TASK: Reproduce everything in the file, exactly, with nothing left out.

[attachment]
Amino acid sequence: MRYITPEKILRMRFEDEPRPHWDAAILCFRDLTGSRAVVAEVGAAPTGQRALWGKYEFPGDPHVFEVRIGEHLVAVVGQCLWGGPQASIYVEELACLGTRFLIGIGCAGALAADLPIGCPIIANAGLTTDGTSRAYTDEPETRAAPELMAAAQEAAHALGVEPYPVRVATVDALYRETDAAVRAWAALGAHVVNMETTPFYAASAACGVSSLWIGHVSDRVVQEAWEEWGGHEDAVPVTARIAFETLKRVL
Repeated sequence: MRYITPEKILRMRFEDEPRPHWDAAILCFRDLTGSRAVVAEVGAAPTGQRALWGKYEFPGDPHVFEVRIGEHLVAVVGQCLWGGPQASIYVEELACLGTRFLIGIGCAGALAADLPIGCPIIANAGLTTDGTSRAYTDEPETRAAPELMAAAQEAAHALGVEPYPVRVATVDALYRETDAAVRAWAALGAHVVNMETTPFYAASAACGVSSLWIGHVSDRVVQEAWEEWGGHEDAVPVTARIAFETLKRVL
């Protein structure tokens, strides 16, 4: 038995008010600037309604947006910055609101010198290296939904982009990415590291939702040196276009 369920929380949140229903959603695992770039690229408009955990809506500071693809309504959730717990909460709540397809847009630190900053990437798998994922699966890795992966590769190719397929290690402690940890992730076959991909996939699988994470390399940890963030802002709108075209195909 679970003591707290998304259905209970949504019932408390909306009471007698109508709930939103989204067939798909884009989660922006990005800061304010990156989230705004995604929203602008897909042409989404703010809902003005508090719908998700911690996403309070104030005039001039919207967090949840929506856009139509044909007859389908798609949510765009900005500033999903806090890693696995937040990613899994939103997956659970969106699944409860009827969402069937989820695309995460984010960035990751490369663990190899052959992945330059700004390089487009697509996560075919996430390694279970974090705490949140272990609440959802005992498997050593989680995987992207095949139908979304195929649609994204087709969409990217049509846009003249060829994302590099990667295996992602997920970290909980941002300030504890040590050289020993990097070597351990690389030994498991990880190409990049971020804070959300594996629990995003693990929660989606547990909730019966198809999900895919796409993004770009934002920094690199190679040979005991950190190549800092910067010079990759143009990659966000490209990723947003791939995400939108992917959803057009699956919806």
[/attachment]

Amino acid sequence: MRYITPEKILRMRFEDEPRPHWDAAILCFRDLTGSRAVVAEVGAAPTGQRALWGKYEFPGDPHVFEVRIGEHLVAVVGQCLWGGPQASIYVEELACLGTRFLIGIGCAGALAADLPIGCPIIANAGLTTDGTSRAYTDEPETRAAPELMAAAQEAAHALGVEPYPVRVATVDALYRETDAAVRAWAALGAHVVNMETTPFYAASAACGVSSLWIGHVSDRVVQEAWEEWGGHEDAVPVTARIAFETLKRVL
Repeated sequence: MRYITPEKILRMRFEDEPRPHWDAAILCFRDLTGSRAVVAEVGAAPTGQRALWGKYEFPGDPHVFEVRIGEHLVAVVGQCLWGGPQASIYVEELACLGTRFLIGIGCAGALAADLPIGCPIIANAGLTTDGTSRAYTDEPETRAAPELMAAAQEAAHALGVEPYPVRVATVDALYRETDAAVRAWAALGAHVVNMETTPFYAASAACGVSSLWIGHVSDRVVQEAWEEWGGHEDAVPVTARIAFETLKRVL
């Protein structure tokens, strides 16, 4: 038995008010600037309604947006910055609101010198290296939904982009990415590291939702040196276009 369920929380949140229903959603695992770039690229408009955990809506500071693809309504959730717990909460709540397809847009630190900053990437798998994922699966890795992966590769190719397929290690402690940890992730076959991909996939699988994470390399940890963030802002709108075209195909 679970003591707290998304259905209970949504019932408390909306009471007698109508709930939103989204067939798909884009989660922006990005800061304010990156989230705004995604929203602008897909042409989404703010809902003005508090719908998700911690996403309070104030005039001039919207967090949840929506856009139509044909007859389908798609949510765009900005500033999903806090890693696995937040990613899994939103997956659970969106699944409860009827969402069937989820695309995460984010960035990751490369663990190899052959992945330059700004390089487009697509996560075919996430390694279970974090705490949140272990609440959802005992498997050593989680995987992207095949139908979304195929649609994204087709969409990217049509846009003249060829994302590099990667295996992602997920970290909980941002300030504890040590050289020993990097070597351990690389030994498991990880190409990049971020804070959300594996629990995003693990929660989606547990909730019966198809999900895919796409993004770009934002920094690199190679040979005991950190190549800092910067010079990759143009990659966000490209990723947003791939995400939108992917959803057009699956919806």